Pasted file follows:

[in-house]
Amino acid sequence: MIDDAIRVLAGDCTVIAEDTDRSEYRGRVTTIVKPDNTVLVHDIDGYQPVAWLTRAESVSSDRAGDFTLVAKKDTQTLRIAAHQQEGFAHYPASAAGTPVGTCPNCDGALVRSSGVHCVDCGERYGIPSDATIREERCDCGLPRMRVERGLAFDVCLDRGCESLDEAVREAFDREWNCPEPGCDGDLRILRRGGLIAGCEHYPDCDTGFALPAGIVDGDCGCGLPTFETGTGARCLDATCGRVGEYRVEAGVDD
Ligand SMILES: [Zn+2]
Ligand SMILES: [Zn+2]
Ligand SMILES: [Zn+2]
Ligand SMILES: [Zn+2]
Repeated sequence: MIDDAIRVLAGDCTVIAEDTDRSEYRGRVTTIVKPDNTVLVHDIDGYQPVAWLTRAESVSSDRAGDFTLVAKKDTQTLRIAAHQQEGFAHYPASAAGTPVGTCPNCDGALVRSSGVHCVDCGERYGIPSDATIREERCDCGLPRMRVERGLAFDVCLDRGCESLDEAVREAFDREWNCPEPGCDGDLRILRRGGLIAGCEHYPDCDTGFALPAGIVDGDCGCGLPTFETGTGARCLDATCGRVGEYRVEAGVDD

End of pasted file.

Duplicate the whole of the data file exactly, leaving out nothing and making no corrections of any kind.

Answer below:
[in-house]
Amino acid sequence: MIDDAIRVLAGDCTVIAEDTDRSEYRGRVTTIVKPDNTVLVHDIDGYQPVAWLTRAESVSSDRAGDFTLVAKKDTQTLRIAAHQQEGFAHYPASAAGTPVGTCPNCDGALVRSSGVHCVDCGERYGIPSDATIREERCDCGLPRMRVERGLAFDVCLDRGCESLDEAVREAFDREWNCPEPGCDGDLRILRRGGLIAGCEHYPDCDTGFALPAGIVDGDCGCGLPTFETGTGARCLDATCGRVGEYRVEAGVDD
Ligand SMILES: [Zn+2]
Ligand SMILES: [Zn+2]
Ligand SMILES: [Zn+2]
Ligand SMILES: [Zn+2]
Repeated sequence: MIDDAIRVLAGDCTVIAEDTDRSEYRGRVTTIVKPDNTVLVHDIDGYQPVAWLTRAESVSSDRAGDFTLVAKKDTQTLRIAAHQQEGFAHYPASAAGTPVGTCPNCDGALVRSSGVHCVDCGERYGIPSDATIREERCDCGLPRMRVERGLAFDVCLDRGCESLDEAVREAFDREWNCPEPGCDGDLRILRRGGLIAGCEHYPDCDTGFALPAGIVDGDCGCGLPTFETGTGARCLDATCGRVGEYRVEAGVDD